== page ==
By ELIANE ENGELER, Associated Press Writer
I this possibly because someone in the U.S. is capable of producing more economic gain than in some other countries?
The U.S. registered an estimated loss of up to $45.1 billion in terms of economic productivity because of violent crimes, said the report by the U.N. Development Program and the Geneva-based Small Arms Survey.
It’s not clear from this article, but one can assume the figure is based on a year. The U.S. Gross Domestic Product was approximately $13,250 billion August of 2006*. The total number of deaths from suicide and homicide for 2005* was 50,761. This translates into an economic loss of $888,477.37 per person killed by some kind of “arms”. If only the 18, 124 homicides are used, that number is $2,488,413.15.
The worst part of this story is that it isn’t clear what method, what years, what criteria were used. I’m guessing here, and using data that closest matches that reported, even though the report is vague.
At least 490,000 people are killed in armed crimes each year worldwide, placing a huge economic cost and social burden on nations, the report said.
Define armed. Define crime. Does it include suicide? All suicides or only those using some kind of “arms”?
The report did not give a country-by-country breakdown of the numbers of people killed in armed crimes.
That would have been helpful, wouldn’t it? In fact, without that information how is value gained from this report?
But the report said that Colombia, El Salvador, Guatemala, Jamaica and South Africa are among the countries with the highest numbers of recorded violent crimes in the world.
Sad, but not all that surprising.
More people are killed worldwide in violent crimes every year than in wars, it said, asserting that the phenomenon of armed killings and its economic impact on nations is largely underreported.
Or perhaps that the impact of war is over-reported? It really isn’t surprising to me that crime – armed or unarmed, doesn’t decrease when a country is at war. Nor does it increase when a country is not at war.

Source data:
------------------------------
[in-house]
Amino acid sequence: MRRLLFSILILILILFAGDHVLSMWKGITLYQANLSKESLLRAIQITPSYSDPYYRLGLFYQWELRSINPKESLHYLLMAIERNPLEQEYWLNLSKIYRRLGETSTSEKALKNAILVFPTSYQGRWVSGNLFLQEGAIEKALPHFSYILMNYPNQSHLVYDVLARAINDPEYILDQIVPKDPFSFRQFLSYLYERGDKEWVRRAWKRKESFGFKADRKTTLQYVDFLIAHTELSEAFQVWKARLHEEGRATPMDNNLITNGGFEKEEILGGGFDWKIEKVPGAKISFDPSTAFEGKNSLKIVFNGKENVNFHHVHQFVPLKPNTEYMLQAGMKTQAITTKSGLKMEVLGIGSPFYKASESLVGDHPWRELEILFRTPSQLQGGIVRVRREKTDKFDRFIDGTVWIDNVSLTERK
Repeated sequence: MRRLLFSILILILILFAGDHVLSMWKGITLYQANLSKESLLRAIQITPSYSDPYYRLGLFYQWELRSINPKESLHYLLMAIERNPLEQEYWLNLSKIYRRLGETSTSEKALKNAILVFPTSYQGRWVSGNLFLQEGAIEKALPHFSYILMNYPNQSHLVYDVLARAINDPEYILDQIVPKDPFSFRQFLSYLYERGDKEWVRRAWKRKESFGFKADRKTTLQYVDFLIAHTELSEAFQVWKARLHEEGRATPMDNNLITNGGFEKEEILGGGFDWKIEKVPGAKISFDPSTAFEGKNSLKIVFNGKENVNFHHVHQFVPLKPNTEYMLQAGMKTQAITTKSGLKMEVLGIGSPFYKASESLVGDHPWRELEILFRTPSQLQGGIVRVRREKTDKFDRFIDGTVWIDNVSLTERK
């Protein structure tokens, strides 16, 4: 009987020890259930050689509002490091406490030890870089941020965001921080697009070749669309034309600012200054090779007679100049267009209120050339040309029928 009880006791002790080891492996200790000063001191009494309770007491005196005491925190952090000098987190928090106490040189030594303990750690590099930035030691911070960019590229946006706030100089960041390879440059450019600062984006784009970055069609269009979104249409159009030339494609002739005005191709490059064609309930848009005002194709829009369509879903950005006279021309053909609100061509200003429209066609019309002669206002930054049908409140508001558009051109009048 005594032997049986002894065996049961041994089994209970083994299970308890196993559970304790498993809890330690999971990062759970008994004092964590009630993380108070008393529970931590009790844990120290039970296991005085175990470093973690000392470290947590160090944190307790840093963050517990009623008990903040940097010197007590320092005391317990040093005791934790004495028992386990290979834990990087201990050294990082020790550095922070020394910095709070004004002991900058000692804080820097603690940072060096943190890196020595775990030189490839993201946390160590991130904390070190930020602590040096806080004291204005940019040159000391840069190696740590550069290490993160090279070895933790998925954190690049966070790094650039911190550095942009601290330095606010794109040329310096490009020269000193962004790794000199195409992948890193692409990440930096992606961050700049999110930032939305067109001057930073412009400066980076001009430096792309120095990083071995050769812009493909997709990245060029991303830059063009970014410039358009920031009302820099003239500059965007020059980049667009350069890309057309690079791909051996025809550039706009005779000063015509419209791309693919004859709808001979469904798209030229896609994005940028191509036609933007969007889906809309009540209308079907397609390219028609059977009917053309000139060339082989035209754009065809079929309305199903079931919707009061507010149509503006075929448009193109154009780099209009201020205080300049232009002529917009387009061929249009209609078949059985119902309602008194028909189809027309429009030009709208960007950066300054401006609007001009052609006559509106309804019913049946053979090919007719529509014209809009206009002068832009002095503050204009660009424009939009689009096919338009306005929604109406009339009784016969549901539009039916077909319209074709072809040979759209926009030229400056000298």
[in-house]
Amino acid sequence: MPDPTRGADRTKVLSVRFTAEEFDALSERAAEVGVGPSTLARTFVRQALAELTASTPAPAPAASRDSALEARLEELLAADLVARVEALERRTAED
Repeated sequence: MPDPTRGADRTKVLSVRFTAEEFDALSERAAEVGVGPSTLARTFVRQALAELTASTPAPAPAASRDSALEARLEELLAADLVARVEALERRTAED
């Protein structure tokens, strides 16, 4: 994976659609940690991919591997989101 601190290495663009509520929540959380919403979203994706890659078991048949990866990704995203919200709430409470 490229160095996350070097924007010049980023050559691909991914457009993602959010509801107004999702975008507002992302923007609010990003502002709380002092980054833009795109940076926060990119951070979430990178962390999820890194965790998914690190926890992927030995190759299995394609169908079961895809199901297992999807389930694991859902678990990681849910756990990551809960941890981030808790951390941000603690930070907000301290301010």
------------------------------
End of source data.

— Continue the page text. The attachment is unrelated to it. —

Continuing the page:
In the 90 countries surveyed, the economic cost from people killed by arms each year is estimated to total between $95 billion and $163 billion, according to the report.
The difference is only a drop in the bucket right? Just $20 or so billion more than if the share of the U.S. was subtracted? Is that the closest they can get?
“These estimates are based on calculations of the ‘lost product’ that is represented by premature deaths from armed violence,” said Achim Wennmann of the Small Arms Survey.
So, they took into account the ages of the people killed, right? Because the “armed killing” of one 65 or 70 years old would not be worth nearly as much as the “armed killing” of one 18 years old.
“These people — had they lived — would have contributed as any other individual as productive members of society. Their deaths represent a loss that can be quantified,” he told The Associated Press.
I’m not questioning that the costs of these deaths can be quantified, I’m questioning the methodology.
The cost arising from these deaths includes a wide range of expenses from medical care, legal proceedings, and lost earnings to lost investment, the 162-page report said.
Lost investment? Is a specific $amt proclaimed for each year of a person’s life? And with medical care, wouldn’t it be cheaper to do away with them younger? (Crass, I know… ) As for legal proceedings, are we counting the cost of incarceration for the killer?
Wennmann said the report was based on figures compiled by international organizations and national authorities. The most recent available statistics from all the 90 countries surveyed were from 2004, said Wennmann, one of the editors of the report.
He said they had more recent statistics from North America.
In 2007, the region lost up to $46.76 billion from armed violence, he said. The vast majority of that loss — up to $44.8 billion — occurred in the United States, said Wennmann.
Whoa… really? Care to compare that taking into regard population and gross domestic product?
Guatemala — which has a high rate of violent crime but a smaller population and a much lower GDP than the United States — the cost of armed violence was estimated to be nearly $2.4 billion in 2005, the latest year of data available, the report said. The figure includes health expenses, security costs, impact on investment and material losses.
Cecile Molinier, who directs the U.N. Development Program’s office in Geneva, said armed violence is an obstacle in the fight against poverty.
This I can agree with. It also brings into question the method used to calculate the “worth” of those killed.
“It tears apart the social fabric of communities, creates fear and insecurity, destroys human and social capital and undermines development,” she said.
Yep, violent crime will do that. It would be interesting to see U.S. internal reports using the same methodology and compare Washington D.C. to NYC, to Los Angeles, to Dallas, to Atlanta. Perhaps we could break this down by neighborhood even?
Among the 90 countries are nations from every continent, including Brazil, Canada, Colombia, Ethiopia, Japan, Mexico, New Zealand, Nigeria, Russia and the United States.
Hardly a list of comparable economies.
The report was written for the secretariat of the 2006 Geneva Declaration on Armed Violence and Development — a document signed by 94 states that have pledged to work toward reducing the number of violent crimes.
The United States is not a signatory of the declaration.
Let’s see how this declaration works in reducing the cost of “armed killings” in these 94 nations, then decide whether we want to follow the recommendations.